Big elephant in the room: Virtual assetsSince the introduction of Bitcoin, one of the most popular decentralized virtual assets, in 2009, the market for virtual assets has grown exponentially, owing to increased market liquidity, the expansion of the blockchain ecosystem, and the emergence of stablecoins.
According to the Bank of Namibia governor Johannes !Gawaxab, because of the close relationship between virtual assets and the real economy, the central bank must manage any potential risks to monetary policy and financial stability in a proactive manner.
“We have seen some specific positive user cases of virtual assets. We are well aware, however, that some uses have occurred through the criminal front, such as fraud, theft, money laundering, and terrorism funding. As a result, the Financial Action Task Force (FATF) anti-money laundering/counter-terrorism financing has mandated standards for handling virtual assets. These should be carefully considered and effectively implemented to mitigate threats to financial integrity,” he said.
For this reason, Namibia has agreed to review its legislative framework to pave way for an appropriate framework that is conducive to this sector. The relevant prudential regulators are working to regulate virtual assets and draft a framework for virtual assets and virtual asset service providers. A technical committee has been established between the Bank of Namibia and NAMFISA to develop a prudential licensing and regulatory framework for Virtual Assets (Vas) and Virtual Asset Service Providers (VASPs), !Gaxawab added.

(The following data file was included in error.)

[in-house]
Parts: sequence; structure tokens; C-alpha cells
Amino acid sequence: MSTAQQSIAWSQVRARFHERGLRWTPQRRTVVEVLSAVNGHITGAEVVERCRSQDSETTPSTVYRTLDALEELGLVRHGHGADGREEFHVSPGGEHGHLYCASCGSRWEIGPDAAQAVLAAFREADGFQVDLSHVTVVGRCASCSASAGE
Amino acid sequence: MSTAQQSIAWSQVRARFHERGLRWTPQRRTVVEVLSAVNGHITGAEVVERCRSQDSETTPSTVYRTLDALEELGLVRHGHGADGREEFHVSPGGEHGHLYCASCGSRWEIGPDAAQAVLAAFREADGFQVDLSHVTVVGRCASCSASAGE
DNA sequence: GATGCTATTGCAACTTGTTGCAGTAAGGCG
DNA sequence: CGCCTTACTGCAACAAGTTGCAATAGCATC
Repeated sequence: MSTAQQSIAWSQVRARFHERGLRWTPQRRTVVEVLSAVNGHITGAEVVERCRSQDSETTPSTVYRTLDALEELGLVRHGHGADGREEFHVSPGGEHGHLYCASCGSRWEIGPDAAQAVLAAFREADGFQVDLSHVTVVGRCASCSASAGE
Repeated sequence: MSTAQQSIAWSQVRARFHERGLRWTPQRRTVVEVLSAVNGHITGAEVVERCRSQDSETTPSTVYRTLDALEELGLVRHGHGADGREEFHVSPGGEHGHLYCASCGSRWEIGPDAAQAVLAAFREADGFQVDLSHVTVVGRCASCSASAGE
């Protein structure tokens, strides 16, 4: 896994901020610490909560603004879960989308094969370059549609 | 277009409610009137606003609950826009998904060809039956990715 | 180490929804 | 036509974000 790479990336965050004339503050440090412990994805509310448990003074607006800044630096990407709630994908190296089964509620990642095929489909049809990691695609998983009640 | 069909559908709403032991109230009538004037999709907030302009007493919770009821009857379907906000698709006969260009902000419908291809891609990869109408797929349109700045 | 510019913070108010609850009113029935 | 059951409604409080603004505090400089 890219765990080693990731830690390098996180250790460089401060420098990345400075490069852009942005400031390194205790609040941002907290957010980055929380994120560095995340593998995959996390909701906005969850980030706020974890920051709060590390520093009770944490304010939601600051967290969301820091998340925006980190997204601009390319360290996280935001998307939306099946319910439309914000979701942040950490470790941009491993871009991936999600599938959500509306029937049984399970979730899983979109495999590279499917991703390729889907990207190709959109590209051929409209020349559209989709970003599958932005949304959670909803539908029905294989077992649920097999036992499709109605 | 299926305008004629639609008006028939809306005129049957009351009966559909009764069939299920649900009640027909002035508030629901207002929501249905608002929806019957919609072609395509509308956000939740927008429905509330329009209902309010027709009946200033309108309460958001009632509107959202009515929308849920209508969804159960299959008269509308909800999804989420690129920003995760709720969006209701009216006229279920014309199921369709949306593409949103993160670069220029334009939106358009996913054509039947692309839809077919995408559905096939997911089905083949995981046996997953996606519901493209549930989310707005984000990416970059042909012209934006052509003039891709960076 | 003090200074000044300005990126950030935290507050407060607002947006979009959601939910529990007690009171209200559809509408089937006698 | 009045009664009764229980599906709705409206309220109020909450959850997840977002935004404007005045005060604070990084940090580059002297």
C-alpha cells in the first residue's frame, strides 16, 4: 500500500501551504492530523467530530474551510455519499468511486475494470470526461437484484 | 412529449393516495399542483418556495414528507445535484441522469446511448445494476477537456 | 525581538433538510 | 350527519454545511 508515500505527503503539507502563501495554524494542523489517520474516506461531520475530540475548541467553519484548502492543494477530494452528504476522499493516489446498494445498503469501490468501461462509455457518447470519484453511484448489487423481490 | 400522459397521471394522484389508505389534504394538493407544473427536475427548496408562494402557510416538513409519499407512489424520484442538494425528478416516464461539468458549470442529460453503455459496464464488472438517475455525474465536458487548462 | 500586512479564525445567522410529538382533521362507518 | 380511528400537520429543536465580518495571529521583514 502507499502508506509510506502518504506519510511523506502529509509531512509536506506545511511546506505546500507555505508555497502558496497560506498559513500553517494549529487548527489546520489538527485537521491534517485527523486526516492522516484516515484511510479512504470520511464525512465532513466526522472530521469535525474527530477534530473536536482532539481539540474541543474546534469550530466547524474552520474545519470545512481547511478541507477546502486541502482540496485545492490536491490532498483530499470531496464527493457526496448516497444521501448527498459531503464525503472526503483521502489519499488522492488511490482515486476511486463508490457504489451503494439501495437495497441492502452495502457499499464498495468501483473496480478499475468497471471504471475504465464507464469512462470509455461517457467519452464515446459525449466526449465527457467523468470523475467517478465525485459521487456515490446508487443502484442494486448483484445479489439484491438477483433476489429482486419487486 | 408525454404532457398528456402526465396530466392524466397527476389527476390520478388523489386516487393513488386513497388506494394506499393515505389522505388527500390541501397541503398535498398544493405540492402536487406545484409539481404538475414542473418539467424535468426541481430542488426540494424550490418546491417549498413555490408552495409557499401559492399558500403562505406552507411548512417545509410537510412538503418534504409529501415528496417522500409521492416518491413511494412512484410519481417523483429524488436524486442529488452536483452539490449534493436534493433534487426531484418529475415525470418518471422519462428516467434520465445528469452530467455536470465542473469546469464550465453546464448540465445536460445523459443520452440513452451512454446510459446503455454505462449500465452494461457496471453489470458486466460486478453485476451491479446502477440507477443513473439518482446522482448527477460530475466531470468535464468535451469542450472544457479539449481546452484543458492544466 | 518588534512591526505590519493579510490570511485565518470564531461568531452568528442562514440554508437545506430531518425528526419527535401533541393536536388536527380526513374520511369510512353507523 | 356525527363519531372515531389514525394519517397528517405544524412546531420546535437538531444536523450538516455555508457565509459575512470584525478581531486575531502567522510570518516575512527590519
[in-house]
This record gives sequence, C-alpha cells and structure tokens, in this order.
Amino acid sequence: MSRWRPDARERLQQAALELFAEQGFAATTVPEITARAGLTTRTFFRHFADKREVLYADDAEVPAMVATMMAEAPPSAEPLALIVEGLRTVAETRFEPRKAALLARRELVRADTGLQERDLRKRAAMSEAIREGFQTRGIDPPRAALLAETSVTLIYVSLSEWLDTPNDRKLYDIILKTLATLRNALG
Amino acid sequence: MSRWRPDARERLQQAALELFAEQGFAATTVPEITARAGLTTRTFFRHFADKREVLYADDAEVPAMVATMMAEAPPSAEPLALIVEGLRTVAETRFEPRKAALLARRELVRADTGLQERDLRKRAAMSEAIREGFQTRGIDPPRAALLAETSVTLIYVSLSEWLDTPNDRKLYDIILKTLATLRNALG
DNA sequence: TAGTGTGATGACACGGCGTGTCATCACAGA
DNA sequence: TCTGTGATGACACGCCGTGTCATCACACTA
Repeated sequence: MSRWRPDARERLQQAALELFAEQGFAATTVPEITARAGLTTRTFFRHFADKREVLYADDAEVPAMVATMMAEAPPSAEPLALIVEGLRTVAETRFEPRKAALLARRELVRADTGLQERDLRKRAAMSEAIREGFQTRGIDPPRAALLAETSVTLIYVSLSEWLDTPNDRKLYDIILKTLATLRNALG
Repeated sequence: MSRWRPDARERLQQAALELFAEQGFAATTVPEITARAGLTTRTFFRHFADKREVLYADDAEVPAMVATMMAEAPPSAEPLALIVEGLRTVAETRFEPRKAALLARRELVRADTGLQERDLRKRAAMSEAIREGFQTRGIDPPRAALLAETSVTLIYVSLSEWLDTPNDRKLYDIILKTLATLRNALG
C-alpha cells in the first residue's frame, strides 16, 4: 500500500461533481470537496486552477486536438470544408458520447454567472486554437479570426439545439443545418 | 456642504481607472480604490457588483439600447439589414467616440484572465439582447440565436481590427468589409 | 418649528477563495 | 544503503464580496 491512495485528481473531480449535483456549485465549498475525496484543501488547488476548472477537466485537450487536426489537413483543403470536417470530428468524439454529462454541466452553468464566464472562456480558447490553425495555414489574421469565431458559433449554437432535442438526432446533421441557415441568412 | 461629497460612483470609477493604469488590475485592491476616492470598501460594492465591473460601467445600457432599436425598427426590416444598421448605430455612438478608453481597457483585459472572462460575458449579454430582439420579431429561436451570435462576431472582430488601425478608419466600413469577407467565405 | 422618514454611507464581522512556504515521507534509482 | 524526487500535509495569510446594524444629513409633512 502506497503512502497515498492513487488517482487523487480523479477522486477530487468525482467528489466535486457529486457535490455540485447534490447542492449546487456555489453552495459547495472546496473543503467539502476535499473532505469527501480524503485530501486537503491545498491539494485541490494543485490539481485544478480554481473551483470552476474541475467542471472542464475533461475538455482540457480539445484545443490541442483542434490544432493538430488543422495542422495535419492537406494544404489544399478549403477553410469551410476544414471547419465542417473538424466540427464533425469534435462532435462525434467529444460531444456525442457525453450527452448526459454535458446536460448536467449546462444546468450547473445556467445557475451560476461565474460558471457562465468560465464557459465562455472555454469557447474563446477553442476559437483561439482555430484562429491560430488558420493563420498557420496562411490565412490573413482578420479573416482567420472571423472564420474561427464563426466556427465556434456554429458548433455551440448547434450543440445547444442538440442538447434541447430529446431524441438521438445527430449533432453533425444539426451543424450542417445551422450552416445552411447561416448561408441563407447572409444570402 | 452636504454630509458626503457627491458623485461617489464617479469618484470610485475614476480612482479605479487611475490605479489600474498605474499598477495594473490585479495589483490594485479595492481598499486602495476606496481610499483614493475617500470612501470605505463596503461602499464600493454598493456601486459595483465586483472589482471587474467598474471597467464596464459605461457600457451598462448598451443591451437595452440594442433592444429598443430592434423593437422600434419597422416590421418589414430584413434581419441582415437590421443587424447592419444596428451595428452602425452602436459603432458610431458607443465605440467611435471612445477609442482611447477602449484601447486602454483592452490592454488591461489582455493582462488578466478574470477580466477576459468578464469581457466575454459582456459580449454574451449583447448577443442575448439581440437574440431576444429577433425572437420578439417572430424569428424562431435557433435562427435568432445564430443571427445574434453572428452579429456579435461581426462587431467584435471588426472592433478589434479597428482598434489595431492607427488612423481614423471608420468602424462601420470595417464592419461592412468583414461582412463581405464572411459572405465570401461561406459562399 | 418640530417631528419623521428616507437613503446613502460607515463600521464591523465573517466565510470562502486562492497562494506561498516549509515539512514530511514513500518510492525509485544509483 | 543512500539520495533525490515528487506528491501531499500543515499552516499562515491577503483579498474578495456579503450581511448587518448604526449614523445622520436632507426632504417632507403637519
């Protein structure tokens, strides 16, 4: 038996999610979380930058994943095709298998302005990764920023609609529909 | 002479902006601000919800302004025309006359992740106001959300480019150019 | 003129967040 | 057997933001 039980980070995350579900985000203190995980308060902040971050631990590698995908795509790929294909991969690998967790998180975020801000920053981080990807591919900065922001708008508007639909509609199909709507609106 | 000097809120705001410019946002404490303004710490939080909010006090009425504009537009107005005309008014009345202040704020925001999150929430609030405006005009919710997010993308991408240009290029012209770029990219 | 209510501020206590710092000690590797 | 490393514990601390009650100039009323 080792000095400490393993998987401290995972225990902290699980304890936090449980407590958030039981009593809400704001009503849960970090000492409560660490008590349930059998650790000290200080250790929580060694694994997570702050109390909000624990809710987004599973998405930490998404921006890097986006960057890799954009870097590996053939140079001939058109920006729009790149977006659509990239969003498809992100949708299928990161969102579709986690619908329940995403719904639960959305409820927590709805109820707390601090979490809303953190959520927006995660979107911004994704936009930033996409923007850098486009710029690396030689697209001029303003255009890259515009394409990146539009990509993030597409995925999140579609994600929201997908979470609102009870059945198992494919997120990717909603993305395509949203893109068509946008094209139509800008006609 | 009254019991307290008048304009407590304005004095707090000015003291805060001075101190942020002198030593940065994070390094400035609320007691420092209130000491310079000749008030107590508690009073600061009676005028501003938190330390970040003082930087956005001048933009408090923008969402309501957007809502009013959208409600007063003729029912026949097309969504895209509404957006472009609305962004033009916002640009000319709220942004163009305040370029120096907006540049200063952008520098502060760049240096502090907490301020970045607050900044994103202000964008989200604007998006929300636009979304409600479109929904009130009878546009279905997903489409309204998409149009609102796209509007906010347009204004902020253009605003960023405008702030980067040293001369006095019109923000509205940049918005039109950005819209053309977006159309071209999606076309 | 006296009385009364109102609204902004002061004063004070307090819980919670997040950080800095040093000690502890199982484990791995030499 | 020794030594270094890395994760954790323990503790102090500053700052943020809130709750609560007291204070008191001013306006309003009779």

The Committee is charged with developing a prudential licensing and regulatory framework. Until such a time that it is finalised and operationalised, the public remains cautioned to be careful when investing in virtual assets, as there is no protection should funds so invested be forfeited.
“However, through our newly established Innovation Hub, we have made significant progress proactively meeting this small but growing sector. The Hub recently conducted a survey to engage FinTech players and better understand the landscape of Virtual Assets and Virtual Asset Service Providers in Namibia.”
“We are pleased to report that the discussions between the service providers and the Hub were fruitful and gave us a better understanding of their operations. To continue forging this relationship, the Bank is prepared to bring Virtual Assets and Virtual Asset Service Providers under its Fintech Framework in place since last year in a phased and structured manner for increased dialogue and to assess potential risks through its Innovation Hub. The precise plan is that the Bank will, in the short term, register Virtual Asset Service Providers (VASPs) and, in the long term, as mentioned, amend applicable laws and regulations diligently in consultation with other relevant authorities such as NAMFISA,” he said.
“As an outcome of these engagements, we are updating the position paper on Virtual Assets and Virtual Asset Service Providers. While Virtual Assets in Namibia remain without legal tender status, the acceptance of virtual assets for the payment of goods and services will be at the discretion of any merchant and buyer willing to participate in such an exchange or trade. Our position remains that Initial Coin Offerings (ICOs) leave themselves up to the possibility of fraud, manipulation, and misrepresentation. As a result, the Bank does not advocate nor support the general public’s engagement in initial coin offerings (ICOs) related to virtual assets,” !Gawaxab said.